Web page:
Producing clean drinking water can be highly energy intensive. But in Saudi Arabia, one of the driest places on earth, there’s a growing industry for producing this resource sustainably
Bordered by sea on its eastern and western coastlines, Saudi Arabia’s parched landscape is one of the hottest and driest places on earth. The lines “Water, water every where, Nor any drop to drink” spring to mind when you consider the challenges facing this arid nation.
Precipitation averages at just three inches in a year in the capital Riyadh, while some pockets of the country may not see rain for a decade or more. In summer, temperatures within its cities regularly breach 40C, soaring to 55C out in the desert. The country has no lakes or rivers, and its underground aquifers are rapidly depleting.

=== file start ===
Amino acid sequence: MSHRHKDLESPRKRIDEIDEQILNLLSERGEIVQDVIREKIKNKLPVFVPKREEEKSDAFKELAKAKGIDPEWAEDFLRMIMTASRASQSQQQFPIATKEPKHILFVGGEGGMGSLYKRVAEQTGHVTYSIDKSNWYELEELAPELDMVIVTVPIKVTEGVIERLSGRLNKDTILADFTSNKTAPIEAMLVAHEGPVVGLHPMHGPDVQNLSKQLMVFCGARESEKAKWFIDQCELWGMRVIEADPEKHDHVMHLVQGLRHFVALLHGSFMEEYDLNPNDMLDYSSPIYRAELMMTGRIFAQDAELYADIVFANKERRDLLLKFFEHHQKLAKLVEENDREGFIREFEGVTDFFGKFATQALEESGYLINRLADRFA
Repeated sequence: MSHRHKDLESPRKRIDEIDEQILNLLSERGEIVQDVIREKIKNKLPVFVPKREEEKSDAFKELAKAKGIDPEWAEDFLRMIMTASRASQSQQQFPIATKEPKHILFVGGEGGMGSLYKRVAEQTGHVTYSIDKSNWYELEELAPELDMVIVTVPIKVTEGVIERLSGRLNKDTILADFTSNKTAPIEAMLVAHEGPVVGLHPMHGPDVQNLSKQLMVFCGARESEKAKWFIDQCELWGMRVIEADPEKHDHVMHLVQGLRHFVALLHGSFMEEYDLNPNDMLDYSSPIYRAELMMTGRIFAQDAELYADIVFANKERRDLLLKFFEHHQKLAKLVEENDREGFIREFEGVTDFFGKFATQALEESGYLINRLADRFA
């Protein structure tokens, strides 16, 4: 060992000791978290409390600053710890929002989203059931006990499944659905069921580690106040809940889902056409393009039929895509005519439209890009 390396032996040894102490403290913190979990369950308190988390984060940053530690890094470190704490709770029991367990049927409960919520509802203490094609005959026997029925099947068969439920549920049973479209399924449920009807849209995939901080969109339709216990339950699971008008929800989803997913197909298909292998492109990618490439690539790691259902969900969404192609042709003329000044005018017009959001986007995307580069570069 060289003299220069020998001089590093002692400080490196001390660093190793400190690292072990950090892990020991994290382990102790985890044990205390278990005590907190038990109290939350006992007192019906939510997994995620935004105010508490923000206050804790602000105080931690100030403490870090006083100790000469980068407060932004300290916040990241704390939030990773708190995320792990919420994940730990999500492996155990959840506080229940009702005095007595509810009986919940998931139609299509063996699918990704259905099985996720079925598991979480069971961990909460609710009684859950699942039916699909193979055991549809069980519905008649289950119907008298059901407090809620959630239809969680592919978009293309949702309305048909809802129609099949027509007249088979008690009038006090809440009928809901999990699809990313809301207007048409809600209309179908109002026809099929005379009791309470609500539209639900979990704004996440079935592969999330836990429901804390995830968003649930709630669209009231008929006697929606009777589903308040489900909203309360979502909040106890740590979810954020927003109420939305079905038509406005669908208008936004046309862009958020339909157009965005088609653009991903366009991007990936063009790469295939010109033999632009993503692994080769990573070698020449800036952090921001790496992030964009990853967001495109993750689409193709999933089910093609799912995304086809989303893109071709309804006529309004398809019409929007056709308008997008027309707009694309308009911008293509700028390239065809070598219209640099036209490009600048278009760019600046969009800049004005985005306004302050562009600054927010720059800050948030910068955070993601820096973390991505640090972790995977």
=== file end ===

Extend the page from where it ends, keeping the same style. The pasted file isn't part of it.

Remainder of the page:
Needless to say, Saudi Arabia understands the value of water all too well.
But unlike the lost and despairing mariners in Coleridge’s famous poem, “The Rime of the Ancient Mariner”, Saudi scientists have harnessed the salty seawater around them through desalination. Now, as the world’s biggest producer of desalinated water, they are forging towards a future where this essential resource is both affordable and sustainable.
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